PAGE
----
aaronk wrote:Which ones do you think MIGHT have even a TINY chance of being reached....say, in the next 50 years??

My choices would be:

9.50....Bolt might get that!! Or Blake?? Or, eventually, Gemelli?? Or that Japanese kid?? 3:22.23...Rudisha, maybe?? That's a 67.41 500 pace, or a 1000 in 2:14.82. I think Rudisha could run a sub-2:10 eventually, or right at 2:10 or 2:10.20. So a 2:14 would be a relative cruise for him. Could he finish at the same pace?? 23.99.....The only putter around who MIGHT have a chance at this mark is Jacko Gill. 1:51.71...I'm one of those who believe Kratochvilova's WR should have ALREADY been broken!! Take a 49 or even a 50.0 400 woman, and train her for the 800. If she went out in 54 (5 or 4 seconds slower than her 400 PR), she'd be pretty much cruising. Attach a 56 or 57 last lap, and VOILA, she's run 1:51!!

Maybe a two-stepper could scare 12-flat in the 110H ... with women's hurdles heights!

26mi235 wrote:Those are not the limits of the points tables, just what is listed in that document. Again, they have a function that is the same for all events but with different parameters in each event.

So, in the year 2000, they (the IAAF) were thinking in terms of a guy running even FASTER than 41.47 in the 400??

Amazing!!

No, they do not have to think about ANY of those numbers, they just have a function, and you plug in a time and it will give you a point total. If I had the function I could give you a point value for a 2.00 100m mark; that does not mean that people anticipate anyone running that time. [To be clear, I am talking about the Decathlon Tables, not the IAAF points tables.]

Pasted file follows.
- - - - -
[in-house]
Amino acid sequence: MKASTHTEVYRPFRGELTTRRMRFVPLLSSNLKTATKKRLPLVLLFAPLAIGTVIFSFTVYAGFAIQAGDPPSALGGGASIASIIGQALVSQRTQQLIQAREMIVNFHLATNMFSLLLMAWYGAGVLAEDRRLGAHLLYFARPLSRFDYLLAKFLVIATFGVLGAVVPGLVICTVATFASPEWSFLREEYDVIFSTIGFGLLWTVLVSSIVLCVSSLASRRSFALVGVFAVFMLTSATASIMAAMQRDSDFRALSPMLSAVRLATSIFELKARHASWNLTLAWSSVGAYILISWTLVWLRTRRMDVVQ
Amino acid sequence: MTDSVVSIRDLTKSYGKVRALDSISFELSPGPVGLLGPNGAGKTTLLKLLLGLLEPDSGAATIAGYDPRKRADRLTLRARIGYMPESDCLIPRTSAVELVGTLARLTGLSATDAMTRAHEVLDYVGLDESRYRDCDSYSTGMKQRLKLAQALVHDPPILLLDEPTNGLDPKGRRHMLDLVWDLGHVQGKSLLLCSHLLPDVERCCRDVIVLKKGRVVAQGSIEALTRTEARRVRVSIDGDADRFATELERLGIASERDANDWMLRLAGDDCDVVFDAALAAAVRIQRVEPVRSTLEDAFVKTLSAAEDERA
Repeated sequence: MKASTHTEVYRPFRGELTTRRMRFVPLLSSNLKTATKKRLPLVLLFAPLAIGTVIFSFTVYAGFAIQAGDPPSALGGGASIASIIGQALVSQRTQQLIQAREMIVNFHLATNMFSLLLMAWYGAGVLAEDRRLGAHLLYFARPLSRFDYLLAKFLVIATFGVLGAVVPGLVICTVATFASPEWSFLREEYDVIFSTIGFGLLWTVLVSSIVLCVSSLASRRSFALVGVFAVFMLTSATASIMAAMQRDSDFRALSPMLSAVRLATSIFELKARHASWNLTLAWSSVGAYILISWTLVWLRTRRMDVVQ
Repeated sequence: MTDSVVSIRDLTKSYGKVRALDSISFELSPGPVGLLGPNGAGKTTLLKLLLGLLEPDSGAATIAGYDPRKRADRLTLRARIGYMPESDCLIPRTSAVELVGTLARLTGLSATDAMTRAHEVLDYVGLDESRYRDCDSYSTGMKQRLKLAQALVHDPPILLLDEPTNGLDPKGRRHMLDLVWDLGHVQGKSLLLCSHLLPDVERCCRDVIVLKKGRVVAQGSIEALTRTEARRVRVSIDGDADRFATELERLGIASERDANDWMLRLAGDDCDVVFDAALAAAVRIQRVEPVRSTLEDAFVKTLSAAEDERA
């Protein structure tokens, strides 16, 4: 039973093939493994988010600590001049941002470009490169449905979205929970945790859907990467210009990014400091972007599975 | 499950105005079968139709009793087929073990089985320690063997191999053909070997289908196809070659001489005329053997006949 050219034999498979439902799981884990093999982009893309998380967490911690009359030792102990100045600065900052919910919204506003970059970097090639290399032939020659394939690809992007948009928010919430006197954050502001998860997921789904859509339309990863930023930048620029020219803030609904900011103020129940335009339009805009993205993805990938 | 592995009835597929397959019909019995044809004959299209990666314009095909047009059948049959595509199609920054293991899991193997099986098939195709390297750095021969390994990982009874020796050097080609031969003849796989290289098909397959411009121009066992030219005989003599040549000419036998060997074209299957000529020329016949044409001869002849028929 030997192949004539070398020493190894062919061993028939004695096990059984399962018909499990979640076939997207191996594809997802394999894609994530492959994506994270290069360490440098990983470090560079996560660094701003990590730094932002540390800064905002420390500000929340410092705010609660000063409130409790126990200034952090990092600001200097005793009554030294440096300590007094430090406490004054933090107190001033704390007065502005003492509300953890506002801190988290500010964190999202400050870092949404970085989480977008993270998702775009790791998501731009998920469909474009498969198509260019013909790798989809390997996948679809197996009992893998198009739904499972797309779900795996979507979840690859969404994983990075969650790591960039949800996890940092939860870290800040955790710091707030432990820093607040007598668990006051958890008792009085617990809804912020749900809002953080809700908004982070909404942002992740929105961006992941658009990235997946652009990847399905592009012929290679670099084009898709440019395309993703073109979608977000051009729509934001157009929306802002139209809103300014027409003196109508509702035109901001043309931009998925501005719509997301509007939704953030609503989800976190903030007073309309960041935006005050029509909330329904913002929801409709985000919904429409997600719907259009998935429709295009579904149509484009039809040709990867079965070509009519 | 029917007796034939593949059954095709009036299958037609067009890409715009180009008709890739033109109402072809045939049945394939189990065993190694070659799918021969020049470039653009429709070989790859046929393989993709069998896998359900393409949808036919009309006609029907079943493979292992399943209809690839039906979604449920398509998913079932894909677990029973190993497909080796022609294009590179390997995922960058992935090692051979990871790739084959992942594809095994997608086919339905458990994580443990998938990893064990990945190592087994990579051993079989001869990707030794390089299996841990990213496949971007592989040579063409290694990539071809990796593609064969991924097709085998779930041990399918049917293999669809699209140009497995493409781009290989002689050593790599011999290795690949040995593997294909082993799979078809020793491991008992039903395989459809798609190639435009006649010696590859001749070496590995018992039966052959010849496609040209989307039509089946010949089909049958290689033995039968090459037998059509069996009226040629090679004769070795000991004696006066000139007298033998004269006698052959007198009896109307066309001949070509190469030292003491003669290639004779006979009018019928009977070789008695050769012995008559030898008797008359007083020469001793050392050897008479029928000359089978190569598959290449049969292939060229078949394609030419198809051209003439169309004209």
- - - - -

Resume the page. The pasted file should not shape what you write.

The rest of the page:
Of course, any regression-style modelling of a relationship as a function is only really applicable over a finite domain. My personal opinion is that the extreme upper end of the tabulated values are applying the functions outwith their domains. So yes, of course the function could be used to extrapolate beyond what's been published; but at the point when that becomes necessary another iteration of the modelling would almost certainly take place and new parameters would be calculated. Typically, once a domain becomes sufficiently extended two or more functions will be used to model the relationship over different parts of the domain.

This is the point structure of the multi-events. It is not explicitly a model of anything.

The question is how many points would a really long SP get (78 feet?, I cannot remember, but the specific value is not really the issue) and was prompted because the table that is provided does not go as high as the cited effort. Some concluded that the published value was the upper limit. However, it is mistaken idle speculation; the answer is that the multi-events scoring system has points that are a function of a couple of parameters applied to all of the events, with points assigned as those functional values indicate.